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What Apple Pay Means For British Banks (And Why It’s All About Customer Engagement)

After months of waiting, it was announced on Monday that Apple Pay will launch to UK customers in July. It is welcome news for Apple devotees on this side of the pond but getting here has not been plain sailing, with British banks rumoured to be making it difficult for Apple. Indeed Barclays, which has its own Pingit payments system, will not be part of the initial rollout.

In the US, where ‘chip and pin’ technology has never been widely adopted, the banks have a strong incentive to back Apple Pay. It promises to reduce fraud through the use of multi-factor validation and aims to replace many of the cash transactions that take place daily and have a higher operational cost for banks.

Consumer demand also plays an important role in the US banks’ willingness to get on board. Quite simply, it makes life easier. For many of us, mobile payments are more convenient than carrying cash and US consumers voted with their feet; the service recorded more than one million activations in its first three days.

Given that Apple promises not to access customer data, what is it about the service that makes the UK banking sector uneasy?

First and foremost, banks are threatened by anything that diminishes the relationship they have with their customers. When a digital wallet replaces branded cards, the banks lose an important touch point with their customers and each becomes interchangeable with the others. The bank’s part in the payment process is at risk of being seen as a back-end function and competing banks face the question of how to ensure their card is the one at the top of the user’s digital wallet.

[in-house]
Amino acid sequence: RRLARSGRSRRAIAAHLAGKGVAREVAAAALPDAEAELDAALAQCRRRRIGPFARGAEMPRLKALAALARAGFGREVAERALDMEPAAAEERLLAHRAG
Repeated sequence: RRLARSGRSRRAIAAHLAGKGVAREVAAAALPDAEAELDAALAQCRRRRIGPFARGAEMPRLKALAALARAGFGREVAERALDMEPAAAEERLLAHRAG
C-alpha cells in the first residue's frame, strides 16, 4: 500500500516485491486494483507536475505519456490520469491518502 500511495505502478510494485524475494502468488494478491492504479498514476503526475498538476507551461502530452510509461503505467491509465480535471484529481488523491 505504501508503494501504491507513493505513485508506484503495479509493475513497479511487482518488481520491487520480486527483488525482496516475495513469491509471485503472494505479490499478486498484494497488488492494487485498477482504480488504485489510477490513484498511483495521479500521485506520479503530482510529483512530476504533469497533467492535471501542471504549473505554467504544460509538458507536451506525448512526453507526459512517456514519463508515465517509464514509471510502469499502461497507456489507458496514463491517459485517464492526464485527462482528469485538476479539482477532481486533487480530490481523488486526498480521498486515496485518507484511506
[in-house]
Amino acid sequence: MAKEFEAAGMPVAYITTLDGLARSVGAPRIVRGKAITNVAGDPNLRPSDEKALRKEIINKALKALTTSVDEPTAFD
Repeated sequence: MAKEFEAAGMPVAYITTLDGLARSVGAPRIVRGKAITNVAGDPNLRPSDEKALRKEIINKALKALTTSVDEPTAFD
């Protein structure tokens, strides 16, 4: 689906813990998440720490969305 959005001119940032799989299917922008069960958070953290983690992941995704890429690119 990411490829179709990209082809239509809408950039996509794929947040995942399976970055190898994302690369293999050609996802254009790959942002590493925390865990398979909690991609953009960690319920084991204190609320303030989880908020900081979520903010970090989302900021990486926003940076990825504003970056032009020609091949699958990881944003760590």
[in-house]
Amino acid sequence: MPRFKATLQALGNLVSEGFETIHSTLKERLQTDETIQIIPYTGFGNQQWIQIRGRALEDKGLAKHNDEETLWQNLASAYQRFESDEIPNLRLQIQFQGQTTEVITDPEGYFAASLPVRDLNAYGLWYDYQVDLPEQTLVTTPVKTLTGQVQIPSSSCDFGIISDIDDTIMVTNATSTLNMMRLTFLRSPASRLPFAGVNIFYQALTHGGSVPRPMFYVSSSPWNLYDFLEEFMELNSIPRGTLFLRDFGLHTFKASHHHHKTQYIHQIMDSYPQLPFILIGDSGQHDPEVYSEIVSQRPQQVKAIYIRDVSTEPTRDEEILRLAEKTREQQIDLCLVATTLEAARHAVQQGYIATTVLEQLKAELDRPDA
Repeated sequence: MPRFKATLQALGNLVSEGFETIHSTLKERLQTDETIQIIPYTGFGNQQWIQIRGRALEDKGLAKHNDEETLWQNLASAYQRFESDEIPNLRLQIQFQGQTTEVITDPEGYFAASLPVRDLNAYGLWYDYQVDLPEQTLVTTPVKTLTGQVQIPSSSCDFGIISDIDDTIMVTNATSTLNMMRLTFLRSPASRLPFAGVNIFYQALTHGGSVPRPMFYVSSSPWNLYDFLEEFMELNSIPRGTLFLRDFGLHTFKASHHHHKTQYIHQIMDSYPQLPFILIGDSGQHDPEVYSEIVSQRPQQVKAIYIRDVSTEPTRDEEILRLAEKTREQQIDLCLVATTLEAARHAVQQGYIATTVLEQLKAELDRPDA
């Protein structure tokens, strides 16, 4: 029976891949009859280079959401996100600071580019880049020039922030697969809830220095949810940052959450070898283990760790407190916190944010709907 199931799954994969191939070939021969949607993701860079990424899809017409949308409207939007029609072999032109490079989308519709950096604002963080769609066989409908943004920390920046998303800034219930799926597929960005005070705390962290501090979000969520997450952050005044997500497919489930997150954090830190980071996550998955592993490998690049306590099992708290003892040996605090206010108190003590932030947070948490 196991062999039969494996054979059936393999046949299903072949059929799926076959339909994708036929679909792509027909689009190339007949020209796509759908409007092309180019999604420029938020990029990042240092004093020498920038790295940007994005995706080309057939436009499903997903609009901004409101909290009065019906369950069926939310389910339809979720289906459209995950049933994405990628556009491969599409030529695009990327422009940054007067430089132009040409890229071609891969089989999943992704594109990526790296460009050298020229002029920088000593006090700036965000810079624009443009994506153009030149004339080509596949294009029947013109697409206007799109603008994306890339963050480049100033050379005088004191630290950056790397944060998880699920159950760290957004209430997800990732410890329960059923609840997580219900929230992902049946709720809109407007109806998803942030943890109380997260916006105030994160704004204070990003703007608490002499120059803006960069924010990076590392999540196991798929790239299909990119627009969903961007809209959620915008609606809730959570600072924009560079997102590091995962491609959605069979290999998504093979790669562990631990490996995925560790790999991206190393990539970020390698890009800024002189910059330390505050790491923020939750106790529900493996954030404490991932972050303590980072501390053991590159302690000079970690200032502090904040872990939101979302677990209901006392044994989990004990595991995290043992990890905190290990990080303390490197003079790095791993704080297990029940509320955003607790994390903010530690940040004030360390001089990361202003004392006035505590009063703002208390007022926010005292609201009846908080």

The ability to cross sell is another major issue for any bank looking at a service like Apple Pay. Targeting existing customers with new financial products is at the heart of the personal banking business model but it relies heavily on brand loyalty. If the bank brand is no longer at the front of the customer’s mind, it becomes a much harder sell and translates into higher conversion costs.

Similarly, the current system of online payments directs the customer to sign in on the bank’s own website where they can be targeted with messages about products and services. Apple Pay makes it easier for businesses to charge through their apps, cutting out the need for individuals to transfer money through their online banking platform.

The above threats start becoming a real issue when they are affecting a high value, high spend group of customers. While Apple Pay is only available to the small percentage of people with an iPhone 6 or Apple Watch, they are a valuable and elite demographic. Naturally, banks do not want to lose any traction with these individuals.

In the longer term, banks also need to be aware of the market advantage that Apple would have if it decided to launch its own credit card. With access to a full cross section of your personal data – from your music taste to the place you bought your lunch – it would benefit from a holistic view of the customer that most banks could only ever dream of. Were Apple to gain a foothold in the industry it would become a very credible threat indeed.

Customers want to be served digitally and with players like Apple Pay on the offensive banks must ensure that they have a watertight mobile strategy. It is about more than simply making online banking available on a handheld device; customers are ready for a mobile banking revolution that challenges the old ways of doing things and gives them real choice.